The Incarnation is strange. Amidst all the gifts under the tree wrapped in ribbons and shiny paper, it’s the one wrapped in wrinkled paper, with its bow crumpled and askew. Inside is something you didn’t ask for; in fact, it’s the opposite. Instead of the latest iPhone, it’s a pair of socks.
At least, this is how I imagine the Incarnation seemed to a world waiting for a Messiah, long ago.
Longing for God to act powerfully and unmistakably as he had in the past, God’s people waited for a miraculous intervention. You know, something dramatic, like the ten plagues or the parting of the Red Sea. But there was no obvious miracle on Christmas. No, just a small, everyday miracle: a healthy birth, remarkable only to the parents who know His true provenance, some shepherds who had a vision and three foreigners who followed a star.
For the rest of the weary world, this gift was just another Jewish boy born into occupation and poverty, one more generation waiting to hear God speak through His prophets, one more generation longing for God’s rescue. For all the world knew or cared, this child was like thousands of others born that day.
The Christmas carol “O Little Town of Bethlehem” paints a beautiful picture of the strange beauty of the Incarnation.
“How silently, how silently, the wondrous gift is given.”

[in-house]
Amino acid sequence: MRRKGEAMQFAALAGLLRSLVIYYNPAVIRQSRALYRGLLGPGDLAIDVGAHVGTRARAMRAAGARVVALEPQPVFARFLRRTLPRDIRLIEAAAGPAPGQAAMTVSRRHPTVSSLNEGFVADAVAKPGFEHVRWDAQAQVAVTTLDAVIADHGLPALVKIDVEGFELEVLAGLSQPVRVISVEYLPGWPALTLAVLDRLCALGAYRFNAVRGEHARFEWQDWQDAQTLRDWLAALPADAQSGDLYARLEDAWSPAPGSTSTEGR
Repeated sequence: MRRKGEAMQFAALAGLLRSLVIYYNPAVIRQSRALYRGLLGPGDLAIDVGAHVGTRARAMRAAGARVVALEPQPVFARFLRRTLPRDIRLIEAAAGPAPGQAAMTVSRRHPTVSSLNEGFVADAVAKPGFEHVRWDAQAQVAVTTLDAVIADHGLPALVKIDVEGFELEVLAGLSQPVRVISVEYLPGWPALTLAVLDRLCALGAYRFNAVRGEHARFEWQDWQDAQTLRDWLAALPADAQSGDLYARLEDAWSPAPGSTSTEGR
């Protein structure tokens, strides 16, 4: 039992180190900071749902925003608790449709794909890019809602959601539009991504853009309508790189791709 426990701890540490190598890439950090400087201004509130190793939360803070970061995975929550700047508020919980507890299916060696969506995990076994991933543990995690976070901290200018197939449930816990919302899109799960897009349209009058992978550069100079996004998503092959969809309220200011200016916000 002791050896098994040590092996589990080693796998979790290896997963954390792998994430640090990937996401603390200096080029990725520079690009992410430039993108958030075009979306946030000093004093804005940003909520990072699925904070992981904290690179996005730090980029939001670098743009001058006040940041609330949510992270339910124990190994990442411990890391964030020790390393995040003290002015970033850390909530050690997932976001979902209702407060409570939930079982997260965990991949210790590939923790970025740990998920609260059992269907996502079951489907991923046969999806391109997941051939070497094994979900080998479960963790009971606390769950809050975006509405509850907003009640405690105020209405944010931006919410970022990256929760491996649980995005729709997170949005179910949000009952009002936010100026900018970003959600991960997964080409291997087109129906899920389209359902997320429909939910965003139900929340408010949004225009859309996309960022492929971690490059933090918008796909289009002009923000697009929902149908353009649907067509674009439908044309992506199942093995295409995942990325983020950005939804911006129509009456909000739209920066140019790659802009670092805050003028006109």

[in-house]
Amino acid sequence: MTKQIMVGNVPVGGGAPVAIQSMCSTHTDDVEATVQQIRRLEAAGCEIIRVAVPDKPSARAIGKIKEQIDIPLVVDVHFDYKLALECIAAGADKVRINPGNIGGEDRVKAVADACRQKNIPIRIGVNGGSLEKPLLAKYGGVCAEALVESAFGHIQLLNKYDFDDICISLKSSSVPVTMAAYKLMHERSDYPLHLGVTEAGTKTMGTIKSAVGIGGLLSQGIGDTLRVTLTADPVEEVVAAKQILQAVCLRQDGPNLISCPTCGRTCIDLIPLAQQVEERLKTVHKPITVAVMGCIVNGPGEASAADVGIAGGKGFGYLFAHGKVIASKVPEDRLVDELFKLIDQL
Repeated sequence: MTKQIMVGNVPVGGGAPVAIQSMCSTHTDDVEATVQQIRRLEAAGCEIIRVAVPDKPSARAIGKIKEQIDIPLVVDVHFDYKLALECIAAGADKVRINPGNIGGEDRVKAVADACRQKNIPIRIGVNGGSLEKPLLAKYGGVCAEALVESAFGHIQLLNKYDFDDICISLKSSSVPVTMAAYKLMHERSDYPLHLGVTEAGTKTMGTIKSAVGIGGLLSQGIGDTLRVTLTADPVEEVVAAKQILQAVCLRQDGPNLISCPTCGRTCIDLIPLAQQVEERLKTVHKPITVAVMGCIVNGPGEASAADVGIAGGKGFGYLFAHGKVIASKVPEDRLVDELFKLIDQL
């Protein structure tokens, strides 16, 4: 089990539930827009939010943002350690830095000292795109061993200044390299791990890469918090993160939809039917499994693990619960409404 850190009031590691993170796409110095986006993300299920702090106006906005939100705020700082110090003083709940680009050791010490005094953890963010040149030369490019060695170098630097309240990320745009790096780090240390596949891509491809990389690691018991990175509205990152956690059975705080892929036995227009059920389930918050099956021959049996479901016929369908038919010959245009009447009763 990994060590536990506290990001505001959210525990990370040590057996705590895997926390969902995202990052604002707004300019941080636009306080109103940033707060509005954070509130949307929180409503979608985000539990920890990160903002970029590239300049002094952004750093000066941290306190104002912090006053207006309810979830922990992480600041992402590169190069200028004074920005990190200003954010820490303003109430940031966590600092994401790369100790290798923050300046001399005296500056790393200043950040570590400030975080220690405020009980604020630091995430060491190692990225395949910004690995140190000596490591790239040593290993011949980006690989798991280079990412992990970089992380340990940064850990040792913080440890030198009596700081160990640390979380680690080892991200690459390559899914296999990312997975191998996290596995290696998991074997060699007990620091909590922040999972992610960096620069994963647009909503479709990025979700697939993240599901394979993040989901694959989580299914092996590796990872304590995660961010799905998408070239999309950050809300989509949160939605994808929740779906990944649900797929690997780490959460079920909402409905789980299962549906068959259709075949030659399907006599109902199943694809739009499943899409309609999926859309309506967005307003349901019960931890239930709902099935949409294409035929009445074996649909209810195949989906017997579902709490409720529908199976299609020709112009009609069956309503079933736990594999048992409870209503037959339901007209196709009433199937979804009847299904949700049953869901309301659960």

No fanfare to demand our attention. For the world that so desperately waited for a Messiah and the pageantry that would announce him, the child arrived in deafening silence. They continued to hope and to pray for deliverance, never knowing that it had arrived and lived among them.
And even once He came into His ministry, His very ordinariness was reason to overlook Him. When Jesus proclaimed that He was the fulfillment of Isaiah’s prophecy about the Messiah, the crowd responded, “Is this not Joseph’s son?” They might as well have said, “This is not the gift, nor the wrapping, we imagined.”
How silently, how silently, the wondrous gift is given.
This year, my Christmas Eve will be different. Usually, Christmas Eve is music and laughter and loud conversations. Instead of a houseful of people and too much food, it is just the two of us (well, four if you count the cats). We might go out to eat, or I might make a simple dinner before we head off to church. I am surprisingly OK with this. As much as I have loved all those boisterous Christmas Eves with family and friends, somehow having a quiet Christmas Eve feels right this year.
I want to to have the space and the silence to notice how quietly Christ enters: My Stealth Savior.
Like the world He was born into, I am waiting for miraculous interventions. I wait for prayers to be answered. I wait for suffering to stop, for children to be rescued from war, for persecutions to end. I want the big, Technicolor miracles. And I may see one or two. While I wait, I want to be quiet and take my eyes off the bright, shiny objects. I want to look instead at the homely gift I didn’t ask for, but that will be exactly what I need.
How silently, how silently
The wondrous gift is given
So God imparts to human hearts
The blessings of His heaven
No ear may hear His coming
But in this world of sin
Where meek souls will receive him still
The dear Christ enters in
I wish you a joyous, silent Christmas.